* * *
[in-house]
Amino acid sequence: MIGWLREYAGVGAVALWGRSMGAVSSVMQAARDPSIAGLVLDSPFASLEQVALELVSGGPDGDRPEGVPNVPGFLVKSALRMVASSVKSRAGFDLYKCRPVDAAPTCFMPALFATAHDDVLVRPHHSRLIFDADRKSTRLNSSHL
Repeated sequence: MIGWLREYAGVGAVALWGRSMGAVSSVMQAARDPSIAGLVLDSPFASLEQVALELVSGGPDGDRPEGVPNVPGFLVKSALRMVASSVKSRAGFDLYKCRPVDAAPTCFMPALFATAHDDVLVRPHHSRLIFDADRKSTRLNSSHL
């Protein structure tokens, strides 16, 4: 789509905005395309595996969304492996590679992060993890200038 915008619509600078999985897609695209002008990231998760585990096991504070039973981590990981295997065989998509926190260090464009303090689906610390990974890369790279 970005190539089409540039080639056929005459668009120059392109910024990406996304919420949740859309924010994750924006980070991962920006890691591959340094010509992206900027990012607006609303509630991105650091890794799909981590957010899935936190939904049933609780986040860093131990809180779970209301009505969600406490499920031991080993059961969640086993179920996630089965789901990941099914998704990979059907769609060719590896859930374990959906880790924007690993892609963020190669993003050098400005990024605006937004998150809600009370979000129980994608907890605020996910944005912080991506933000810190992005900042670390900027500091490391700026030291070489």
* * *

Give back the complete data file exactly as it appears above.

[in-house]
Amino acid sequence: MIGWLREYAGVGAVALWGRSMGAVSSVMQAARDPSIAGLVLDSPFASLEQVALELVSGGPDGDRPEGVPNVPGFLVKSALRMVASSVKSRAGFDLYKCRPVDAAPTCFMPALFATAHDDVLVRPHHSRLIFDADRKSTRLNSSHL
Repeated sequence: MIGWLREYAGVGAVALWGRSMGAVSSVMQAARDPSIAGLVLDSPFASLEQVALELVSGGPDGDRPEGVPNVPGFLVKSALRMVASSVKSRAGFDLYKCRPVDAAPTCFMPALFATAHDDVLVRPHHSRLIFDADRKSTRLNSSHL
């Protein structure tokens, strides 16, 4: 789509905005395309595996969304492996590679992060993890200038 915008619509600078999985897609695209002008990231998760585990096991504070039973981590990981295997065989998509926190260090464009303090689906610390990974890369790279 970005190539089409540039080639056929005459668009120059392109910024990406996304919420949740859309924010994750924006980070991962920006890691591959340094010509992206900027990012607006609303509630991105650091890794799909981590957010899935936190939904049933609780986040860093131990809180779970209301009505969600406490499920031991080993059961969640086993179920996630089965789901990941099914998704990979059907769609060719590896859930374990959906880790924007690993892609963020190669993003050098400005990024605006937004998150809600009370979000129980994608907890605020996910944005912080991506933000810190992005900042670390900027500091490391700026030291070489």